Folklorist, ethnomusicologist and musician Alan Lomax once said, "You can't kill off a culture until you kill the last person who carries it." That statement resonates deep within Tom Feldmann as for nearly half his life he has carried on the traditions of the acoustic country blues and gospel music recorded in the 1920's and 30's.
Minnesota native Tom Feldmann taught himself to play guitar at age 17 after hearing the recordings of the pioneers of acoustic country blues and states, "Mississippi John Hurt taught me to pick, Fred McDowell taught me to play slide and the mighty Son House taught me to sing." His debut solo album was released in 1999 and Tom has since spent the years writing, touring and recording his own original gospel compositions as well as carrying on the tradition of solo acoustic country blues.
Over the last few years, Tom has shifted the focus of his attention from his own writing to the music of the many legendary bluesmen that inspired him to pick up the guitar all those years ago. This journey has resulted in a series of CD's, starting with Tribute (2010) and now continues with Lone Wolf Blues (2012). It also resulted in a string of instructional DVD's for Stefan Grossman's Guitar Workshop that have received rave reviews and distribution around the world.
featuring Bobby Grant, Lead Belly, Blind Willie McTell, Barbecue Bob, Curly Weaver, Charley Lincoln, Bo Weavil Jackson, Ramblin' Thomas, Furry Lewis, Peg Leg Howell, King Solomon Hill, Sam Collins, Kokomo Arnold, Tampa Red, Blind Boy Fuller and Bumble Bee Slim
The blues recorded from the late 1920's thru late 1930's is certainly some of the most vibrant sounds in American music history. It seems that anyone and everyone could and would be recorded which created a catalog of stylistic diversity unmatched to date. The technique of using a slide, whether a metal tube, glass bottleneck or a knife was used by many of these early bluesmen.
This lesson offers a look into the players from that era that used this technique. Many had only one or two patterns by which they played but we have the great fortune of gleaning from them all, creating a well rounded grasp of the genre. Tom Feldmann is a master of this style and in these two DVDs, of over four hours, he breaks down the complexities of this way of playing.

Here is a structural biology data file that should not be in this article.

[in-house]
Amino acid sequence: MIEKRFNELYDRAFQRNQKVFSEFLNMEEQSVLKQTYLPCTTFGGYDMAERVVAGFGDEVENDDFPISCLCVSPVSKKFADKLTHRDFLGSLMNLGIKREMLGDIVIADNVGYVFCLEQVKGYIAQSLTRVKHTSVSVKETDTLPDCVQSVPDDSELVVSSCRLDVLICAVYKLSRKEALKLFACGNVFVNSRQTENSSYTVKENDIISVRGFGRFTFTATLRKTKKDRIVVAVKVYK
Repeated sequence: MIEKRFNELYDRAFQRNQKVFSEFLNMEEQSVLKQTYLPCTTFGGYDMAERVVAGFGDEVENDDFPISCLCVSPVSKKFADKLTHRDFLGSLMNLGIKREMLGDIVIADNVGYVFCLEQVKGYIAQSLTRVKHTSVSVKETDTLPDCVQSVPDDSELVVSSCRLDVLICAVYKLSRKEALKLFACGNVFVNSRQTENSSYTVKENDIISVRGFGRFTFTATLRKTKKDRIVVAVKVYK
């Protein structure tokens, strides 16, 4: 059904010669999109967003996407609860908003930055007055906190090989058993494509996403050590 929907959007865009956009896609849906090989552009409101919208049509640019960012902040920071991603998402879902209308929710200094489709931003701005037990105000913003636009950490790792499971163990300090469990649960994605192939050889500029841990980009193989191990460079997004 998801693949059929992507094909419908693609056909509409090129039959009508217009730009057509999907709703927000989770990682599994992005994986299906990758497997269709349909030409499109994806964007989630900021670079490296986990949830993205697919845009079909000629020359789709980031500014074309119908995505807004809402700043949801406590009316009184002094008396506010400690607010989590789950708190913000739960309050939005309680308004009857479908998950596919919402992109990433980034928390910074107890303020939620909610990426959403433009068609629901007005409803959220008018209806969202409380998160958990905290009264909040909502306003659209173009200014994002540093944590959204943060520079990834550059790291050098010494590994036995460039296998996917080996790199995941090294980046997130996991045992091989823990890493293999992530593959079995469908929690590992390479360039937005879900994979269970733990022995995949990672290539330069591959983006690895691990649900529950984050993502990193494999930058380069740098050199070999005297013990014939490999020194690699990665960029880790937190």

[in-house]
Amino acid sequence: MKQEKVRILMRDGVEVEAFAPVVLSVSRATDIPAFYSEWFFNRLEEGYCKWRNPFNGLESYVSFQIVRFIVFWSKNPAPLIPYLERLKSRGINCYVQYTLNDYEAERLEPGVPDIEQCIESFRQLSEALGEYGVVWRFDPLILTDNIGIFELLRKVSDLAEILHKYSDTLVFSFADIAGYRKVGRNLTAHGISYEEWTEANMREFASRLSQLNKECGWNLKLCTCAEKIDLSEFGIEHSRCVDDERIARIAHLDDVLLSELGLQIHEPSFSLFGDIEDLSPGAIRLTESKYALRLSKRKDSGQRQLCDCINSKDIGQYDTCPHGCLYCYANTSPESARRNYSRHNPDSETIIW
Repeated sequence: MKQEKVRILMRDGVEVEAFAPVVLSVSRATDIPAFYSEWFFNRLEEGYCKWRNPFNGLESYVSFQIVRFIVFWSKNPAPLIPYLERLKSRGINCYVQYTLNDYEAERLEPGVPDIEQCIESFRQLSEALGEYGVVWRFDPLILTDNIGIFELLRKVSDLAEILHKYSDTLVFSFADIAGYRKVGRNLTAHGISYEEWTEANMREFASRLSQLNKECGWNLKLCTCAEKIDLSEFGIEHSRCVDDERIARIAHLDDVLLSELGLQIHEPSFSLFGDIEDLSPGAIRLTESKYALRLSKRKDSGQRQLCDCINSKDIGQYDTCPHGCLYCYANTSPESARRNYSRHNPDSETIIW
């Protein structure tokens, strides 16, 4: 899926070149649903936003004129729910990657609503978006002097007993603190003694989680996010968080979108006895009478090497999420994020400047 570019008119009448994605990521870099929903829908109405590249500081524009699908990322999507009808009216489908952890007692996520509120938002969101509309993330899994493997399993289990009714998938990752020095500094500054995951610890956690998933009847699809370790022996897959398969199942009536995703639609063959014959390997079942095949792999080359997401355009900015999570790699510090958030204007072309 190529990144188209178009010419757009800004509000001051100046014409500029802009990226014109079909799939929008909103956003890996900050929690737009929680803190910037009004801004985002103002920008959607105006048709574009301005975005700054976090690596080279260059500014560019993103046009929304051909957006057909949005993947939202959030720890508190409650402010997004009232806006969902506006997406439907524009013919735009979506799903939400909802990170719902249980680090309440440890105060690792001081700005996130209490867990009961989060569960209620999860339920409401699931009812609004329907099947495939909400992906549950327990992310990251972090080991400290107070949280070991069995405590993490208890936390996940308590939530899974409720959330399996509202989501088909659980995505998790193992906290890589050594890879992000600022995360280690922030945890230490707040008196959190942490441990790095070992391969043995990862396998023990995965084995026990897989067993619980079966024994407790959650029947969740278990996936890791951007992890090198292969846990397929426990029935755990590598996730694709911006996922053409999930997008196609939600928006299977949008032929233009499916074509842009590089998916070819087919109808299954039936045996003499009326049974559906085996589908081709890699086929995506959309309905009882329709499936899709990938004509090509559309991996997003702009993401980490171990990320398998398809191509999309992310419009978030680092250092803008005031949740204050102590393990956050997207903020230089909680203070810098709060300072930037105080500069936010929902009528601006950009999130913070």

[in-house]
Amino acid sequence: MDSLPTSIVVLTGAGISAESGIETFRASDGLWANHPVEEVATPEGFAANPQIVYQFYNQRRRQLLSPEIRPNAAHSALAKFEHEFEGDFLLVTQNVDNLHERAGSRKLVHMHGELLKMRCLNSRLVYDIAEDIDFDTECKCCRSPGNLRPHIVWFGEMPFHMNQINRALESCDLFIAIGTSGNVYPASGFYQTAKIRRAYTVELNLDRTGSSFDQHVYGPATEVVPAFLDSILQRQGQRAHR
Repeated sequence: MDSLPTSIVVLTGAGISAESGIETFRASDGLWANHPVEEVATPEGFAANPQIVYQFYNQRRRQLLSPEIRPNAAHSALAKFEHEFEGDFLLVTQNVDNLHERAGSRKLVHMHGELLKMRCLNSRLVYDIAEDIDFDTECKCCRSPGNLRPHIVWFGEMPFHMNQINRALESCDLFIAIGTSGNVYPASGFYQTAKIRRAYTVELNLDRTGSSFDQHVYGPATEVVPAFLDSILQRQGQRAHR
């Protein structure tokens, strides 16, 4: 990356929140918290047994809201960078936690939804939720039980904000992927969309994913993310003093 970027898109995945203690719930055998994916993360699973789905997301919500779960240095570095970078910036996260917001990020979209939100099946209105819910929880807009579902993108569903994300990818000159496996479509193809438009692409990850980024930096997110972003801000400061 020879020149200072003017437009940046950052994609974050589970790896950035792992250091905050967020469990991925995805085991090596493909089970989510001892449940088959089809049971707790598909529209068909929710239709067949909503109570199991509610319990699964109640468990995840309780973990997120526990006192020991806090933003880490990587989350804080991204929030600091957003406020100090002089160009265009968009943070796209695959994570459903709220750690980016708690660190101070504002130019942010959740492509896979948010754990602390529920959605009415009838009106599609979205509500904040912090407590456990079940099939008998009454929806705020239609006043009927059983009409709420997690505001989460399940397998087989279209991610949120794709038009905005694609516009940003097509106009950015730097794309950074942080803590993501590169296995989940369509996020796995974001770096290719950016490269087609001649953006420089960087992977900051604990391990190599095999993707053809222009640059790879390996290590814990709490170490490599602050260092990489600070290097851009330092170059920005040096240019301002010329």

Songs range from beginner to advanced. Most songs have a mixture of chords and fingered notes in addition to the slide, making this a great lesson for those looking to expand their knowledge of the bottleneck/slide technique as well as the Open D and Open G tunings.
A detailed tab/music booklet is included as a PDF file on each DVD. In addition the original recordings of all the tunes are included.
Titles Include: OPEN G TUNING: BOBBY GRANT Nappy Headed Blues LEAD BELLY C.C. Rider BLIND WILLIE MCTELL Love Changing Blues BARBECUE BOB Yo Yo Blues CURLEY WEAVER No No Blues CHARLEY LINCOLN Depot Blues BO WEAVIL JACKSON You Can't Keep No Brown OPEN D TUNING: RAMBLIN' THOMAS Shake It Gal FURRY LEWIS Falling Down Blues PEG LEG HOWELL Skin Game Blues KING SOLOMON HILL Down On My Bended Knee SAM COLLINS The Jailhouse Blues KOKOMO ARNOLD Rainy Night Blues TAMPA RED Boogie Woogie Dance BLIND BOY FULLER Homesick and Lonesome Blues BUMBLE BEE SLIM No Woman No Nickel
247 minutes • Level 2/3 • Detailed tab/music PDF file on the DVD
Review: The sixteen Masters Of Bottleneck Blues Guitar chosen as role models here are not the usual suspects. That's incredibly refreshing news for guitarists looking to better their game. Because, for his four-hour how to DVD lesson, re-creation extraordinaire Tom Feldmann intentionally dove down into country blues history for its deep tracks. And that makes all the difference. Not only do such colorfully unsung heroes as Salty Dog Sam Collins, Bumble Bee Slim and Curley “Georgia Guitar Wizard” Weaver get to impart their technique. But six-string jewels as exemplary as “The Jailhouse Blues,” “No Woman No Nickel” and “Rainy Night Blues” boost repertoires with true distinction. Plus, you'll be able to regale audiences with back-stories like how the fantastically slurping “Nappy Headed Blues” is one half of Bobby Grant's total lifetime discography. Or that Peg Leg Howell (of “Skin Game Blues” fame) earned his nickname no thanks to an enraged brother-in-law's shotgun blast. And that Barbecue Bob really was a master at smoking both Atlanta ribs and his “Yo Yo Blues.” From the softly sweeping glides behind Furry Lewis' “Falling Down Blues” to the bunched bursts inside King Solomon Hill's oddball “Down On My Bended Knee” to the old razzle dazzle of Tampa Red's “Boogie Woogie Dance,” Feldmann instructively picks apart this wild, prewar menagerie (the originals of which are all safely locked up as bonus audio material). – Dennis Rozanski/Blues Rag